Some people therefore argue that move operations should allow the source to be left with broken invariants, as a hollow shell of an object, in an "emptier than empty" state. I think this is misuse of the term "invariants". By all means, steal the internals and leave the source with a null pointer to the internals, or whatever. However, you now need to change the invariants of your class to allow this, or they are not invariants, because they would no longer apply to all objects of that class. There is no need to update any of the functions on your class to handle this new state, but if you do not do so, then any functions that don't work for objects in this "emptier than empty" state now have an additional precondition that the object is not in that state.

This is all perfectly fine, objects with such states are plentiful, and have legitimate reasons for existing, but it is important to accept that their functions now have preconditions. My do_stuff function above can only call member functions that are safe to use in such a state unless it too has a precondition that the object x is not in such a state.

From a user perspective, it would be nice to be able to query such a state, so I could know what operations are permitted. For example, std::future provides a member function valid so you can call f.valid() before trying to do anything with it, and std::thread provides the joinable member function, which can be used to see if the object holds a thread handle. My do_stuff function can then call x.is_emptier_than_empty() in order to check for the special state and take appropriate action. That said, this is a "nice to have": the absence of such a function doesn't mean that the state can't exist, just that it's potentially harder to deal with.

Interaction with other code

If you pass an object to a function or class, then you need to know what that function requires of your object and ensure that those expectations are met. If the function expects your object to be a container with at least one element and you pass an empty container, then you've broken the expectations and your code has a bug. Likewise, if the function expects to be able to call x.foo() on your object, but foo cannot be called on an "emptier than empty" object, and you passed such an object to the function, your code has a bug.

The difficulty comes when such a state arises as a consequence of other actions. If x.foo() can leave x in an "emptier than empty" state, then do_stuff had better be prepared to handle the scenario, otherwise there is a bug somewhere. Where the bug is depends on the documentation: if do_stuff requires that you can always perform certain actions on the object it is passed as a parameter, and those actions require that the object is not "emptier than empty", then the bug is in the caller, or maybe the implementation of class X. If there is no such documentation, the bug is in do_stuff.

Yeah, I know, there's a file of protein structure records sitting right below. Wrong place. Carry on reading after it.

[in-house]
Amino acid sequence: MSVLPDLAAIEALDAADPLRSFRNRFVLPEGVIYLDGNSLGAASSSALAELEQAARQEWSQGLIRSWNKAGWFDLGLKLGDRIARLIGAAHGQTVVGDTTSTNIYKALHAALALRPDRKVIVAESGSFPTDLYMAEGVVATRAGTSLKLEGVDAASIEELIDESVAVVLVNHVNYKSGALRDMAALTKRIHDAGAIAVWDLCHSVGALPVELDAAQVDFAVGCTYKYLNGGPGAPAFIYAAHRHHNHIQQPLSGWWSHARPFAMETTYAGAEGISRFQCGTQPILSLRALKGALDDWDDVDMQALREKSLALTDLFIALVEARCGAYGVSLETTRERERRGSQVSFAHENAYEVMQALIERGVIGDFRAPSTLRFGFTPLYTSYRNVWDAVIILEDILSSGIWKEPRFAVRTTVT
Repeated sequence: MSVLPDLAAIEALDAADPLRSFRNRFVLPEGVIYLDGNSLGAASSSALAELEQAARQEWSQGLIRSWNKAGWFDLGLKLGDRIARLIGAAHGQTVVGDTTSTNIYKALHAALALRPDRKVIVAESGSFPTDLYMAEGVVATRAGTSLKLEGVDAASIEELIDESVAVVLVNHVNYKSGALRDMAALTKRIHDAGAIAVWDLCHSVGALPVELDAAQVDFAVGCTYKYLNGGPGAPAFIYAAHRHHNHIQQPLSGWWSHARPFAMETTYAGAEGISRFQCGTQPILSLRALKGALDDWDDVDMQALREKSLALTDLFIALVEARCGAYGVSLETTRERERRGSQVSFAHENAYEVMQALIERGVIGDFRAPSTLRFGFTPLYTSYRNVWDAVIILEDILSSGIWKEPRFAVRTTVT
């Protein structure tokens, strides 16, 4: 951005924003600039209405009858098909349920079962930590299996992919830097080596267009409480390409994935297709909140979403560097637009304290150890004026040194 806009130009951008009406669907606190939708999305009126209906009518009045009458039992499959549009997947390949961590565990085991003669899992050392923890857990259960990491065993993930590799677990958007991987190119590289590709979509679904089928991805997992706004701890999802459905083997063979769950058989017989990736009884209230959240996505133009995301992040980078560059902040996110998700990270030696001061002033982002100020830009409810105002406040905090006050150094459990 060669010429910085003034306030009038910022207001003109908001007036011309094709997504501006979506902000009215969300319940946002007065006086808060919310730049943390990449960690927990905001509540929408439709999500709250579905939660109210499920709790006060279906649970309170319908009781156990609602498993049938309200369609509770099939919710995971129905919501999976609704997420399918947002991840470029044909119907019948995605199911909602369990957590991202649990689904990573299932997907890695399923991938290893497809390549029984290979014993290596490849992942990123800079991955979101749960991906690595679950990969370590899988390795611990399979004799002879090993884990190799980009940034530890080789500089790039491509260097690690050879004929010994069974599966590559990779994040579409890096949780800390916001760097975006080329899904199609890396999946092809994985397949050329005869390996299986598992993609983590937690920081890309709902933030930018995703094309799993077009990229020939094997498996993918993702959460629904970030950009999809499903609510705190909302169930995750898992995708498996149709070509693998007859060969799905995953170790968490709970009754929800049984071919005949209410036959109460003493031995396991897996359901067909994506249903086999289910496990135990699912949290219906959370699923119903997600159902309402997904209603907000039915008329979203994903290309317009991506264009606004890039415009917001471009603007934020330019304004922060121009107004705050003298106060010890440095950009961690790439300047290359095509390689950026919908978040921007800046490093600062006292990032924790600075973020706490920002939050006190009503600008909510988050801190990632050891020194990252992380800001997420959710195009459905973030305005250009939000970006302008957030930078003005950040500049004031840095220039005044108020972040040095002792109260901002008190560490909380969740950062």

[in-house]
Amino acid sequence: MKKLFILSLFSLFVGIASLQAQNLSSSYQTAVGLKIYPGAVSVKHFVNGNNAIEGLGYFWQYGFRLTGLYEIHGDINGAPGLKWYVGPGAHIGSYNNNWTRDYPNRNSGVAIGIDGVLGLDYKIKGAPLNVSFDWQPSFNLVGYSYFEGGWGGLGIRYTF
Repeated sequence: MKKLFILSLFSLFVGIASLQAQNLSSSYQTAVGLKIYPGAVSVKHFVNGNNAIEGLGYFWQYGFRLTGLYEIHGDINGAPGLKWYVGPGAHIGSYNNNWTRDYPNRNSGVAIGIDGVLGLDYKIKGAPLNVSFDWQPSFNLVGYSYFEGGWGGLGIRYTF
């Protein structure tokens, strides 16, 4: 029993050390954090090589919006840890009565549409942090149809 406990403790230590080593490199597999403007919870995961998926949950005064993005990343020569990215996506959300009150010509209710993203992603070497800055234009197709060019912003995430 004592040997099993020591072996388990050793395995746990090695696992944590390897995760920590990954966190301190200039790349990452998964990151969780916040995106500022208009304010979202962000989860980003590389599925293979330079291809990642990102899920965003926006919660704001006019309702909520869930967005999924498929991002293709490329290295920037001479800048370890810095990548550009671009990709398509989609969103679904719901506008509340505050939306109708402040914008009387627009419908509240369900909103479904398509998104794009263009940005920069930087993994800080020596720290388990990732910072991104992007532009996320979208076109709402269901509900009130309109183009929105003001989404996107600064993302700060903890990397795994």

Note that requiring that x.foo() can only be called with objects that are not "emptier than empty" is a precondition. It should be perfectly acceptable for do_stuff to call any functions on x that do not have preconditions, even if x ends up in an "emptier than empty" state.

This is the exactly the same scenario we get with other code. For example if you pass a vector to a function that requires that the vector isn't empty, the function can erase the last element without a problem. If it wishes to erase the last element again, thus removing two elements in total, then it needs to check for and handle the case that the first erasure left the vector empty. Calling v.clear() or v.empty() or v.push_back(y) would be fine without checking, as those functions have no preconditions.

If x.foo() is instead spelled y=std::move(x), then nothing changes: it is perfectly fine for x to end up in an "emptier than empty" state if do_stuff knows how to handle such a state, or doesn't care, because it doesn't touch x again.

One option is for do_stuff to say that after a move-assignment like this, it can't rely on x having any particular value, but it is still an instance of class X, so its invariants must hold, and therefore any operation without a precondition can be used. It can therefore call x.is_emptier_than_empty() and behave appropriately.

The other option is for do_stuff to place stronger requirements on x, such as requiring that it does not end up "emptier than empty" after a move, or even requiring that it has a specific state.

Valid but unspecified states

The standard library has chosen option 1: after move, objects must be valid - i.e. still actually be objects of the expected type, and not destroyed - but they have an unspecified state, so the function cannot rely on any specific value, and can therefore only perform operations without preconditions, until it has verified that the preconditions for other operations hold.

This holds both for standard library types such as std::string or std::vector<int>, but also for user defined types that you use with the standard library. If you write

std::string s="hello";
std::string s2=std::move(s);

then s was the source of a move operation, and thus is in a valid, but unspecified state. For implementations that use the Small String Optimization, such that short strings are stored entirely within the string object itself, without requiring dynamic allocation, this might mean that s still has the value hello after the move, because then it doesn't have to store an empty string value in s as well as copying the contents to s2. It is also possible that the implementation might clear s, for consistency with longer strings. Both are valid choices, as in either case s is still a std::string object, and the exact details of the state are unspecified.